Porter Weighs Debt Backed by Jets to Finance CSeries Plan
Porter Airlines Inc. will consider selling aircraft-backed debt to pay for CSeries planes from Bombardier Inc. (BBD/B), a purchase that marks the carrier’s first foray into jet travel, said Chief Executive Officer Robert Deluce.
The conditional deal to buy at least 12 Bombardier CS100 planes signals a break with Porter’s strategy of short-haul turboprop flights from Toronto’s Billy Bishop airport, on an island in Lake Ontario. The CSeries deal, with a catalog value of about $870 million, would let Porter start long-haul service to cities such as Los Angeles and Nassau, Bahamas.
Issuing debt secured by the new planes “is one of the options for sure,” the 63-year-old Deluce said yesterday in an interview at Porter headquarters in Toronto. “Our finance guys are pretty sophisticated, and they will look at any and all means of financing the aircraft at the point in time where we’re faced with that.”
Those sales are common outside Canada, with carriers issuing at least $77 billion in the U.S. for jet purchases since 1987, according to a JPMorgan Chase & Co. report in April. Air Canada (AC) became the country’s first carrier to sell enhanced equipment trust certificates when it issued $714.5 million to pay for five Boeing 777-300ER aircraft last week.
Compounding the novelty is the fact that the CSeries jets haven’t even flown yet. Bombardier plans to conduct the plane’s first flight next month, a deadline it postponed by six months in November.
Additional financing options for the CSeries jets include loans from Export Development Canada, the country’s export-financing arm, Deluce said.
The CSeries will be Bombardier’s biggest-ever aircraft and cost about $3.4 billion to develop. The planemaker said the CSeries, which will feature the new geared turbofan engine from United Technologies Corp.’s Pratt & Whitney, will be about four times quieter than existing jets.
Porter, which is closely held, doesn’t disclose financial results, and Deluce would say only that the company is profitable. Porter has no immediate plans to revive an initial public offering that it scrapped in 2009, the CEO said.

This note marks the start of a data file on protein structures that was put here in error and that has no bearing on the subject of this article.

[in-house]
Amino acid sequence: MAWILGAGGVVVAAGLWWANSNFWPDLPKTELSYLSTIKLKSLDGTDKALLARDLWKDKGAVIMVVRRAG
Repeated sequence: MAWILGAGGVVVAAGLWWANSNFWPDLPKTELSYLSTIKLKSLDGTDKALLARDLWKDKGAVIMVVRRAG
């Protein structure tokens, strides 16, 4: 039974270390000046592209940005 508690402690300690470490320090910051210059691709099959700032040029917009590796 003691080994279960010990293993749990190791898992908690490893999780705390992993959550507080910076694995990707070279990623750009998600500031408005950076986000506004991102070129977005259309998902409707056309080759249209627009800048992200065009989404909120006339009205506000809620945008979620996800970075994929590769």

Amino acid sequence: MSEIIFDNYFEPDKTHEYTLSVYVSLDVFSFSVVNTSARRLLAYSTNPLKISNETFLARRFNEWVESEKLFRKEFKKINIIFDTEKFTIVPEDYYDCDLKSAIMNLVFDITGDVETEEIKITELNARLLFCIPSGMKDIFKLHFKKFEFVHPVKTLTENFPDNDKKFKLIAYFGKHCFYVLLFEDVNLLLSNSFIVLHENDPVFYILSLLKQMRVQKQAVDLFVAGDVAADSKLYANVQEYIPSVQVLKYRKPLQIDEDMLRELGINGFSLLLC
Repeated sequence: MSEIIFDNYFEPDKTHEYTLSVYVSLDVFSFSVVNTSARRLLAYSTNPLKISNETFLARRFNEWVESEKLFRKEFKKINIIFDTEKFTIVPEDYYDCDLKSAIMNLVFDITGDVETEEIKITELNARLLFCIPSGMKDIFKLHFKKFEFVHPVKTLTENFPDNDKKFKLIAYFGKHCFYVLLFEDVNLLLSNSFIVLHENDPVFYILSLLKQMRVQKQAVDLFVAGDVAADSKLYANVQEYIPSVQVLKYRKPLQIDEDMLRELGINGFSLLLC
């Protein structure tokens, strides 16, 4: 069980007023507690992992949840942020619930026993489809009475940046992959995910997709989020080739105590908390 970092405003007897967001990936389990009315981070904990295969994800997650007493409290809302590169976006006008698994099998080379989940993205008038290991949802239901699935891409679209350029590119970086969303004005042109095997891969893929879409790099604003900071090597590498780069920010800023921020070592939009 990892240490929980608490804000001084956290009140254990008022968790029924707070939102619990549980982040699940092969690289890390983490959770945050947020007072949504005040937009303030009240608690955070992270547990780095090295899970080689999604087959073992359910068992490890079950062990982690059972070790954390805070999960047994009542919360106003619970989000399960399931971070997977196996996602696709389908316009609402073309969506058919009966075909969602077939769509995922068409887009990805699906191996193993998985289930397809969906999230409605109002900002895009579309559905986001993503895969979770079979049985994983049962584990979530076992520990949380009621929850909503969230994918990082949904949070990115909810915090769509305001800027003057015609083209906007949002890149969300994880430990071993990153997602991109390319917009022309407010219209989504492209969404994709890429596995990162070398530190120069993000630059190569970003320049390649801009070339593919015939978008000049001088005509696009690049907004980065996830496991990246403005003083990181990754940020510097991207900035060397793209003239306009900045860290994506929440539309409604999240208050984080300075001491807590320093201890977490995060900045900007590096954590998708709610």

Porter’s order with Bombardier also includes options for another 18 CS100s, as well as purchase rights on six Q400s. Should all purchase rights and options be exercised, the value of the deal would increase to about $2.3 billion at list prices, Bombardier said.
For the deal to proceed, Deluce must persuade officials to end a ban on jets at Billy Bishop airport and stretch the runway by about 28 percent. Deluce said yesterday he’s still confident of winning approval from the City of Toronto and two other parties to the agreement controlling the airport -- the federal government and the Toronto Port Authority -- this year.
The airline, which is seeking public backing, has created a section on its website where Toronto residents can contact city council members via e-mail or Twitter to show they support the plan.
“Things are progressing, maybe even a little quicker than we had originally been anticipating,” Deluce said. “We always knew there would be a full conversation around the merits of Porter’s plans. We remain optimistic.”
Studies on how much the proposed extension would cost are under way and will be completed “in the not too distant future,” Deluce said without being more specific. Until they’re finished, it’s premature to speculate how large an investment would be required, he said.
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